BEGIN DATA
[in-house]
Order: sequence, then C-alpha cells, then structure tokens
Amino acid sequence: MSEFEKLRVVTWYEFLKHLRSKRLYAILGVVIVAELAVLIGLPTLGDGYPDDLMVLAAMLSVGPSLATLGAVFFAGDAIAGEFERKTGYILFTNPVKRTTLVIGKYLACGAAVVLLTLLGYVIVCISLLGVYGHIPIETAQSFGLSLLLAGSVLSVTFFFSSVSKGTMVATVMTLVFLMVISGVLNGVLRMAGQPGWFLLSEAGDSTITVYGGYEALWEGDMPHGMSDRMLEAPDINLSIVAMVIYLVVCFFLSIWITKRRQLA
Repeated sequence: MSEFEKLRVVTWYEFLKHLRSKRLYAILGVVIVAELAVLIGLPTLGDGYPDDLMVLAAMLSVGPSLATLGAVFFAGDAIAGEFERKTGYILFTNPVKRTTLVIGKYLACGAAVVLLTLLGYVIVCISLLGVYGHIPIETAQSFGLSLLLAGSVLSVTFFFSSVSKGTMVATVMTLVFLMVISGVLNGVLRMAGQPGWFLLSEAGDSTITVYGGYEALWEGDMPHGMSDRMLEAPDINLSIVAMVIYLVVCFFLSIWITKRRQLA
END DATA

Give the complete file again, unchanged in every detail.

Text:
[in-house]
Order: sequence, then C-alpha cells, then structure tokens
Amino acid sequence: MSEFEKLRVVTWYEFLKHLRSKRLYAILGVVIVAELAVLIGLPTLGDGYPDDLMVLAAMLSVGPSLATLGAVFFAGDAIAGEFERKTGYILFTNPVKRTTLVIGKYLACGAAVVLLTLLGYVIVCISLLGVYGHIPIETAQSFGLSLLLAGSVLSVTFFFSSVSKGTMVATVMTLVFLMVISGVLNGVLRMAGQPGWFLLSEAGDSTITVYGGYEALWEGDMPHGMSDRMLEAPDINLSIVAMVIYLVVCFFLSIWITKRRQLA
Repeated sequence: MSEFEKLRVVTWYEFLKHLRSKRLYAILGVVIVAELAVLIGLPTLGDGYPDDLMVLAAMLSVGPSLATLGAVFFAGDAIAGEFERKTGYILFTNPVKRTTLVIGKYLACGAAVVLLTLLGYVIVCISLLGVYGHIPIETAQSFGLSLLLAGSVLSVTFFFSSVSKGTMVATVMTLVFLMVISGVLNGVLRMAGQPGWFLLSEAGDSTITVYGGYEALWEGDMPHGMSDRMLEAPDINLSIVAMVIYLVVCFFLSIWITKRRQLA